But if you’re the one guy who hasn’t experienced classic Rocky, this film is still damn entertaining. The choice to focus on newbie Michael B. Jordan’s character over the Rocky everyone knows and loves was a bolder one (Heck, listen to it. It sounds like a typical Hollywood cash-in spinoff begging to spin out the series.) but it paid off quite well: our new lead Creed and the team in his corner (A host of characters who are all granted dimension beyond being a set of cheerleaders) prove to be exceedingly engaging enough to court any viewer, well acquainted with the previous films or not.

creed 2

Which brings us to the Stallone/Jordan team-up that drives the feature: it’s a sublime passing of the torch. Stallone isn’t merely talking with the camera on or trying desperately to slip back into old Rocky form, he knows the character’s changed and he’s changed right with him, deftly demonstrating the Italian Stallion’s descent into illness and old age without sacrificing his lovable tough guy attitude. Jordan, in turn, holds his own with Academy Award hopeful, delivering his own great grit. Are there some typical, somewhat cliche partner push-pull moments that you can tell the direction of pretty easily? Yes, but the chemistry is more than enough to carry you through.

Perhaps the real guiding star of the movie though is director Ryan Coogler who crafts some marvelously paced fights. It takes especial talent in shooting and editing to make a rapid sport like boxing seem deliberate and demanding of tact shot for shot yet Coogler gets the job done as he lays out what very well could be the Rocky series’ jaw dropping slugfests (They’re so good they’ll make you feel even worse that you actually paid for Mayweather-Pacquiao that one time). The climax in particular used bursts of action and slowmo breathers so well it demanded a few gasps from the audience I saw it with.

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Creed stands among the best installments of the franchise (Objectively and technically in fact, it’s probably the best Rocky film to date.) and leaves things nicely open-ended as it could very well be a stepping stone to a spin-off (Which I’d oddly welcome after seeing all this renewed story.) or a knockout closer to a series that has certainly had its ups and downs. Will Sly get some good news come the 28th? Maybe. Let’s put American flag shorts on Tom Hardy and call him Apollo until then.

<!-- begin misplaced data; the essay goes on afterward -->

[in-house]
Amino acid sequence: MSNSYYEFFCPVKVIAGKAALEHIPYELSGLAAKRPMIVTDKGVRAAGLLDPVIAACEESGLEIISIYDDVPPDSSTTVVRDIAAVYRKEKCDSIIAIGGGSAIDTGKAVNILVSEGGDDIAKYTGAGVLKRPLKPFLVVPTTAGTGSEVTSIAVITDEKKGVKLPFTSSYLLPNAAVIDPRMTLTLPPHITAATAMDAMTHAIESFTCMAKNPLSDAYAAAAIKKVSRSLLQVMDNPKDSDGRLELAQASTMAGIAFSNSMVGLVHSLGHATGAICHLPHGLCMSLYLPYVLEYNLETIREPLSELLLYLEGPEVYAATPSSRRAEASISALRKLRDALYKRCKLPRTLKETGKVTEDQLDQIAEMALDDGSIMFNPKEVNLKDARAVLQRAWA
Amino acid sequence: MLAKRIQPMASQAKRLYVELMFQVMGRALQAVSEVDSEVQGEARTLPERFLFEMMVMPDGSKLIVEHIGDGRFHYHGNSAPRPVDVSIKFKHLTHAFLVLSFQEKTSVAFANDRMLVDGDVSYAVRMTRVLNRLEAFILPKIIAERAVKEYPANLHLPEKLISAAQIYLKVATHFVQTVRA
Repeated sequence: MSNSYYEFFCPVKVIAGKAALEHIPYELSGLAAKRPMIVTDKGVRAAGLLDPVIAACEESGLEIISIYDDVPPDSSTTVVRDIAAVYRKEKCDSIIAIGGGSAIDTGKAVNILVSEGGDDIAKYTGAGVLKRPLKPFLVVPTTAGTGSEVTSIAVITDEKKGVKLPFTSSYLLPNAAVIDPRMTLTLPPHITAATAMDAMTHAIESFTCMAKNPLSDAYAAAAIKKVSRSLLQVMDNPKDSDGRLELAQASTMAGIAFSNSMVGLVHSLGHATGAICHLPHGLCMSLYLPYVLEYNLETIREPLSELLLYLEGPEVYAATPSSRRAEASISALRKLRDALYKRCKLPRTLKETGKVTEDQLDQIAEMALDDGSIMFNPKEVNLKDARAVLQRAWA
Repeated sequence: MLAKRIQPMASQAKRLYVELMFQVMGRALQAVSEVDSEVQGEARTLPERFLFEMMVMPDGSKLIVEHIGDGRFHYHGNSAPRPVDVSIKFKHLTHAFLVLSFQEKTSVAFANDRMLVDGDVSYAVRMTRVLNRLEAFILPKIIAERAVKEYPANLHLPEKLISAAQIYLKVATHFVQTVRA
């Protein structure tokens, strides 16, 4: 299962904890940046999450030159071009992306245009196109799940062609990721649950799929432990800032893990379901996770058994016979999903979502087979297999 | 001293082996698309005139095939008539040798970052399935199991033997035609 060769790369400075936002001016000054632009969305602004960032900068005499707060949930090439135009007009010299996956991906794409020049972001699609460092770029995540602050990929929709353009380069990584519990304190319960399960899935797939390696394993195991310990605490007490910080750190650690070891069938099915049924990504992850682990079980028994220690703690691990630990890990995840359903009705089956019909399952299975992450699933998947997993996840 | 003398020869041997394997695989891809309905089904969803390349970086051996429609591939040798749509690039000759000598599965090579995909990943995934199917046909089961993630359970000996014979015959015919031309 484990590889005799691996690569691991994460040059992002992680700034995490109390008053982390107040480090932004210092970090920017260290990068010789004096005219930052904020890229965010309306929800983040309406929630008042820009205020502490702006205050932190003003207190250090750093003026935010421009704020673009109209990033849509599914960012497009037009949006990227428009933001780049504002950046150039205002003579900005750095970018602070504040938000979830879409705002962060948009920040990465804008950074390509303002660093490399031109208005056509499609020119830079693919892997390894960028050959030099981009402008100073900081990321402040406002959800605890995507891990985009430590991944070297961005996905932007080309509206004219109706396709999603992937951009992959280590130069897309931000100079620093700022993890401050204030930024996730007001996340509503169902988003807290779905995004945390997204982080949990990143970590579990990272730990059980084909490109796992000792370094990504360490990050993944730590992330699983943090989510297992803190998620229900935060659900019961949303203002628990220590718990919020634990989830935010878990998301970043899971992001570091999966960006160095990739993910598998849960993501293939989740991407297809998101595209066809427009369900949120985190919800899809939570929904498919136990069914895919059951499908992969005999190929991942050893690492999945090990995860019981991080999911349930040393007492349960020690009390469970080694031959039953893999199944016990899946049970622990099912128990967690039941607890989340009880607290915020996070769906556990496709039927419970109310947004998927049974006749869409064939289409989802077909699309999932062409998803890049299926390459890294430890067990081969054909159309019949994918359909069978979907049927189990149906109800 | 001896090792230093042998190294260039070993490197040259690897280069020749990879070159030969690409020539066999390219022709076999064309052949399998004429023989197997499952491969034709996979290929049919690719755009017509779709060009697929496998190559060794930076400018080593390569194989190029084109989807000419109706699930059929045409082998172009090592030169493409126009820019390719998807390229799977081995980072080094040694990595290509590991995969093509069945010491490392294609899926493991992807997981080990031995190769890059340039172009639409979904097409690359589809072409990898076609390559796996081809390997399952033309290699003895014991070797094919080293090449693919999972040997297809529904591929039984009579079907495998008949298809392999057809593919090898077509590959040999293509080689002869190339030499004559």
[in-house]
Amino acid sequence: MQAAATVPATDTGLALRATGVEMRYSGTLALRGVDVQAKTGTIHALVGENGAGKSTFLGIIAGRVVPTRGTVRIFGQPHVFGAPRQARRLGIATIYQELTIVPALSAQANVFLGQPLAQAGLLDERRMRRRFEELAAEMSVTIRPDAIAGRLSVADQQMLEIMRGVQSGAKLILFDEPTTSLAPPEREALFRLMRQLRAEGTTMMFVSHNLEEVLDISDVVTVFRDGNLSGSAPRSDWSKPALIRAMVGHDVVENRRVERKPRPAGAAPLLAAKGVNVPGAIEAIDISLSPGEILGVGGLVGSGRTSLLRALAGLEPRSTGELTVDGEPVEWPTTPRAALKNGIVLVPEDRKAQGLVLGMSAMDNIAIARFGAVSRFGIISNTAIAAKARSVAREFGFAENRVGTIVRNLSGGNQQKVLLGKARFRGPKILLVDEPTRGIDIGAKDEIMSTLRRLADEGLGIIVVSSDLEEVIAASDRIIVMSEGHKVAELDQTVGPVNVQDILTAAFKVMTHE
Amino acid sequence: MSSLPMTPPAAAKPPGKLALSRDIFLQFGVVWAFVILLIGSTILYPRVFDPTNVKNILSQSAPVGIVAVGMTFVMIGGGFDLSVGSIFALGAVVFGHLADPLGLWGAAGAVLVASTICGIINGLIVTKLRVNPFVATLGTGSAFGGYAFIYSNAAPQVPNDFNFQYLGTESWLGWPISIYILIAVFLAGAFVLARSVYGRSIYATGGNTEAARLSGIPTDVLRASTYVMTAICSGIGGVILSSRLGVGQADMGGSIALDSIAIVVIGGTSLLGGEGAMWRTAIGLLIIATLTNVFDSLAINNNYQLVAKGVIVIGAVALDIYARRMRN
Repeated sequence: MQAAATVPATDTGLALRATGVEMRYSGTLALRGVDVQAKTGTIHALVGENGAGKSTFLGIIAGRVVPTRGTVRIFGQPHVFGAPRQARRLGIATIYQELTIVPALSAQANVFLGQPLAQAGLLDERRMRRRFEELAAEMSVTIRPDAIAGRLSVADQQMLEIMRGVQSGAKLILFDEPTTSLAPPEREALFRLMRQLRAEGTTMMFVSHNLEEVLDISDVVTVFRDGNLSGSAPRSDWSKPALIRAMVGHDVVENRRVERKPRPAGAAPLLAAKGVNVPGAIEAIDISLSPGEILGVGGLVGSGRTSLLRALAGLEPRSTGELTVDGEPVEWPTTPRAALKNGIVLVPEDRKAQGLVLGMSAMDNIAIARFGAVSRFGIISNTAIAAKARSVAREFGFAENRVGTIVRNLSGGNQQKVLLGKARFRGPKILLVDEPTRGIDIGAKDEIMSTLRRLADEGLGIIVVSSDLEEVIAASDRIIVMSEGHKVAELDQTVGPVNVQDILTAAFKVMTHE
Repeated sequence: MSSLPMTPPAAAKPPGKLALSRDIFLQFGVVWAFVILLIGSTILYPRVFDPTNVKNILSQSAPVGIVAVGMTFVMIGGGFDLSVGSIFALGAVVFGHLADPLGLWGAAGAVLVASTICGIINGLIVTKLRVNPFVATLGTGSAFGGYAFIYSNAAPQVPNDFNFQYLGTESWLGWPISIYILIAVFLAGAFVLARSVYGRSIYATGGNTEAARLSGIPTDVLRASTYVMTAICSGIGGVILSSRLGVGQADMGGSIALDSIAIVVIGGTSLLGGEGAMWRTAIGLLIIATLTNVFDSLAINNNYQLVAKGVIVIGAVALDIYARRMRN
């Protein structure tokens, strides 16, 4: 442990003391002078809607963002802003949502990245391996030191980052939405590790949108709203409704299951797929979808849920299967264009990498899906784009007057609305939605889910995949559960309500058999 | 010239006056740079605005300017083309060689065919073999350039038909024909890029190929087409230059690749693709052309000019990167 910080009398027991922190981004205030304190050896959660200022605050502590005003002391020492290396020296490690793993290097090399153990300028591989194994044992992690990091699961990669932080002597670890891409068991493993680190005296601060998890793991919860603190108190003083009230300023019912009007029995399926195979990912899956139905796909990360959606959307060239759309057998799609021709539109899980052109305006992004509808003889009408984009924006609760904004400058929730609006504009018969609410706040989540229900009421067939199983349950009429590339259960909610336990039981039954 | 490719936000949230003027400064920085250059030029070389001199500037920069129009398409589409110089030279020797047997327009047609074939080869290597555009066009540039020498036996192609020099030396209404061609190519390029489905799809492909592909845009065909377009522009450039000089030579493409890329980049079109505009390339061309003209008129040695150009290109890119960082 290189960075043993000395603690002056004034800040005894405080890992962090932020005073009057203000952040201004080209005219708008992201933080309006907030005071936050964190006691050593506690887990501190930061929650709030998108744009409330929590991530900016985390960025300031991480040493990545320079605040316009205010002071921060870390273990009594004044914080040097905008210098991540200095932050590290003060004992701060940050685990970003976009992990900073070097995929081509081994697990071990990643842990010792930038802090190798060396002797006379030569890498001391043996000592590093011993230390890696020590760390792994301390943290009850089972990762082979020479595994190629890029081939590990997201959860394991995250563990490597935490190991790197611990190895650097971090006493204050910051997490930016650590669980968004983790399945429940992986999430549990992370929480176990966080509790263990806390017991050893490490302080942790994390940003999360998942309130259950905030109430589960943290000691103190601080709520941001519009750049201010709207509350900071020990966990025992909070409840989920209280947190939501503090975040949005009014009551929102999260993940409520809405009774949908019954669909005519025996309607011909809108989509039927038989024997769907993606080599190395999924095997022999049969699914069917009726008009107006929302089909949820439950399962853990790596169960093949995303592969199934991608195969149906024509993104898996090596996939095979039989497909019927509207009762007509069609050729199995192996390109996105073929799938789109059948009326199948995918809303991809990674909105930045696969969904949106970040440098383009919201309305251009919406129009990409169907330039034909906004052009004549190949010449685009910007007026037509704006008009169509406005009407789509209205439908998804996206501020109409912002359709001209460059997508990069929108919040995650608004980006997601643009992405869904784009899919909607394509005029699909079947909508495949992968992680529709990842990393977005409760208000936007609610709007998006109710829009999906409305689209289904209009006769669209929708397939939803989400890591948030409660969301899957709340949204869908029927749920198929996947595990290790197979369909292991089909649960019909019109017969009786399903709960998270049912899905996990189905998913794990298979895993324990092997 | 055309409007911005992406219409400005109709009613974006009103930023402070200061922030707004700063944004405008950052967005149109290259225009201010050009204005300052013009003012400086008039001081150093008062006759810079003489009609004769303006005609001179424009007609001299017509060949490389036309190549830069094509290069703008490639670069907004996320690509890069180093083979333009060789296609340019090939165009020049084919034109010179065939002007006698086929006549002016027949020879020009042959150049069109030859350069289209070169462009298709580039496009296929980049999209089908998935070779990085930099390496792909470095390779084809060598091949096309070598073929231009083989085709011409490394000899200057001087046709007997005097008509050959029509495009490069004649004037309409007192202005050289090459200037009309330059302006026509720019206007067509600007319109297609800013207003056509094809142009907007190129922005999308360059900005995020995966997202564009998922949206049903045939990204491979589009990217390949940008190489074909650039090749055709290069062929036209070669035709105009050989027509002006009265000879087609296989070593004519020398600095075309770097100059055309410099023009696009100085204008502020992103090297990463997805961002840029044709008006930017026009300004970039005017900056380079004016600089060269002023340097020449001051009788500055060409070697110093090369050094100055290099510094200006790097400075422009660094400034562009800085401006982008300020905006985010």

~Zach

 

Thoughts on… 2015 Best Picture Films

With the Oscars are right around the corner, here are our rankings of the eight films up for the best picture Oscar. For more in depth analysis on all of these films, you can read the full in depth reviews on this website for each one. Now on with the list…

Number 8

I’ve already said it: Bridge of Spies was probably the film that disappointed me the most this year, which is hard to do with Tom Hanks starring, Steven Spielberg directing, and the Coen Brothers writing. I mean, it was on my most anticipated films of 2015 list! How much more exciting does it get. Unfortunately for me, it failed to live up to the hype. There was some solid acting and the production quality was great, but other than that it just fell flat. The film’s two acts were very disjointed and felt like two TV episodes poorly weaved together. There were no stakes and no tension, which resulted in a very mundane climax. I guess it could have been worse.